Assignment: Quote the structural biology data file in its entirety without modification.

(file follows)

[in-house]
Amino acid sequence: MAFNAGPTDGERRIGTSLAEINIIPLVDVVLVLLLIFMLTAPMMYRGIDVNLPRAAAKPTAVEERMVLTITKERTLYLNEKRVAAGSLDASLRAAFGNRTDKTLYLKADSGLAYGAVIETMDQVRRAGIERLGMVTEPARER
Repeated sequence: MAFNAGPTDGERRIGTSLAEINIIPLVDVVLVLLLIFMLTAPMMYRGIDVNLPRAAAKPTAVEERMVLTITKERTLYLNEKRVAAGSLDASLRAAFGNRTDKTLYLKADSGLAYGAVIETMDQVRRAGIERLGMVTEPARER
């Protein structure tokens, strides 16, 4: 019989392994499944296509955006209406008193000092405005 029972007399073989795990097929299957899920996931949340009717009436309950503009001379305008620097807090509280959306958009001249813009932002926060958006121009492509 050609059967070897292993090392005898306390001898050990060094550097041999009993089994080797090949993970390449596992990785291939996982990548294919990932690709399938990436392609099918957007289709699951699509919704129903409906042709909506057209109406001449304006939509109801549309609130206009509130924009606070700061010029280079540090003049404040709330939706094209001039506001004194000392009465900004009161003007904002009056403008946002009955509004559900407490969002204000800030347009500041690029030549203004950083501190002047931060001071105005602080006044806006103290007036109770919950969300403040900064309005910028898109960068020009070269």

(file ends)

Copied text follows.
[in-house]
Amino acid sequence: MAFNAGPTDGERRIGTSLAEINIIPLVDVVLVLLLIFMLTAPMMYRGIDVNLPRAAAKPTAVEERMVLTITKERTLYLNEKRVAAGSLDASLRAAFGNRTDKTLYLKADSGLAYGAVIETMDQVRRAGIERLGMVTEPARER
Repeated sequence: MAFNAGPTDGERRIGTSLAEINIIPLVDVVLVLLLIFMLTAPMMYRGIDVNLPRAAAKPTAVEERMVLTITKERTLYLNEKRVAAGSLDASLRAAFGNRTDKTLYLKADSGLAYGAVIETMDQVRRAGIERLGMVTEPARER
């Protein structure tokens, strides 16, 4: 019989392994499944296509955006209406008193000092405005 029972007399073989795990097929299957899920996931949340009717009436309950503009001379305008620097807090509280959306958009001249813009932002926060958006121009492509 050609059967070897292993090392005898306390001898050990060094550097041999009993089994080797090949993970390449596992990785291939996982990548294919990932690709399938990436392609099918957007289709699951699509919704129903409906042709909506057209109406001449304006939509109801549309609130206009509130924009606070700061010029280079540090003049404040709330939706094209001039506001004194000392009465900004009161003007904002009056403008946002009955509004559900407490969002204000800030347009500041690029030549203004950083501190002047931060001071105005602080006044806006103290007036109770919950969300403040900064309005910028898109960068020009070269």